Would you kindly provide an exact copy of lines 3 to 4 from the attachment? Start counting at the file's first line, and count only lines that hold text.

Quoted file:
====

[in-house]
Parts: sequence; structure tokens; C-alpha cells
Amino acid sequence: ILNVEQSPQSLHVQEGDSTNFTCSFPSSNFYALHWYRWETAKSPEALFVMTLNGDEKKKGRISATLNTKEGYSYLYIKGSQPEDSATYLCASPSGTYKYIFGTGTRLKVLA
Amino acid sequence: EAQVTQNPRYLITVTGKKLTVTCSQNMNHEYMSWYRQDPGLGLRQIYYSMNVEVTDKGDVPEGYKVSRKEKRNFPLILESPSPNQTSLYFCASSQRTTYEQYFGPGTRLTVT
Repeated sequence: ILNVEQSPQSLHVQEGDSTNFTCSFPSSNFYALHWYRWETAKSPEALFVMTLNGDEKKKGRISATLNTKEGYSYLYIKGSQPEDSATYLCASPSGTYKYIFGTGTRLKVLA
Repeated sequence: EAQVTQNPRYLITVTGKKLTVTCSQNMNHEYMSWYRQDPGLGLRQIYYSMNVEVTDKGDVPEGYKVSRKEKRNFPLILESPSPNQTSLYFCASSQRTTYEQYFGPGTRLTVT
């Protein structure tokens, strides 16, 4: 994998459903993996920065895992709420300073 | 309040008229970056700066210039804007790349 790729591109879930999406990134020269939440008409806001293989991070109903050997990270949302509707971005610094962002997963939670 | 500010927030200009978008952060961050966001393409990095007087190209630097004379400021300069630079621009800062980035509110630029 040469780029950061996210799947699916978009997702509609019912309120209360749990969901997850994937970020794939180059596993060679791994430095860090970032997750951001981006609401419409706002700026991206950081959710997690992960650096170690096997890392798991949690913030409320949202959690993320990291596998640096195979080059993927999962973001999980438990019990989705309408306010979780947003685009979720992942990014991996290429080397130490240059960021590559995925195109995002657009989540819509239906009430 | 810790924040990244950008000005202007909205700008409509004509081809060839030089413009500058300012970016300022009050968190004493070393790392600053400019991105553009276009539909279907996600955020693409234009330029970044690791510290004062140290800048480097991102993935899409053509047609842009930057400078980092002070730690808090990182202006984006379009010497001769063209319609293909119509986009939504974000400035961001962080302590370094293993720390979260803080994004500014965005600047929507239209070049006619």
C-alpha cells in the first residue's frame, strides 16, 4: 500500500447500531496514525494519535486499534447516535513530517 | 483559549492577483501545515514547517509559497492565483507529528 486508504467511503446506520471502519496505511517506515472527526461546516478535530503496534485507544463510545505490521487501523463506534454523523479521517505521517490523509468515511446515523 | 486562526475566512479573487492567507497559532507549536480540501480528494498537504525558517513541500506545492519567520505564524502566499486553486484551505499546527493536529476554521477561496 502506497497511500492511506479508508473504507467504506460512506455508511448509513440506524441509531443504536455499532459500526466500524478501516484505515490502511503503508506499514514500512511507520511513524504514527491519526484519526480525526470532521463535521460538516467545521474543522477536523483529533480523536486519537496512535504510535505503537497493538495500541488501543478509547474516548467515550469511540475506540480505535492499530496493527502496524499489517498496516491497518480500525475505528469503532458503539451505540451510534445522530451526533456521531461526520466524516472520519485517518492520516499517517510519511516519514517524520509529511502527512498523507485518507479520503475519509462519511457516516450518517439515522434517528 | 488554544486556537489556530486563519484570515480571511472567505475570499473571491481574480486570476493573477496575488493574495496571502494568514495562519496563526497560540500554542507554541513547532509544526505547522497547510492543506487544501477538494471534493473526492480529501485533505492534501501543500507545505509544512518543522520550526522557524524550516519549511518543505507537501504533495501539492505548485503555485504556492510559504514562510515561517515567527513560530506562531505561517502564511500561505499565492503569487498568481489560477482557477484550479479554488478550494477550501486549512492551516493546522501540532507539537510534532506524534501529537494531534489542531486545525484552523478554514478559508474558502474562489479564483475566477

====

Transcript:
Amino acid sequence: ILNVEQSPQSLHVQEGDSTNFTCSFPSSNFYALHWYRWETAKSPEALFVMTLNGDEKKKGRISATLNTKEGYSYLYIKGSQPEDSATYLCASPSGTYKYIFGTGTRLKVLA
Amino acid sequence: EAQVTQNPRYLITVTGKKLTVTCSQNMNHEYMSWYRQDPGLGLRQIYYSMNVEVTDKGDVPEGYKVSRKEKRNFPLILESPSPNQTSLYFCASSQRTTYEQYFGPGTRLTVT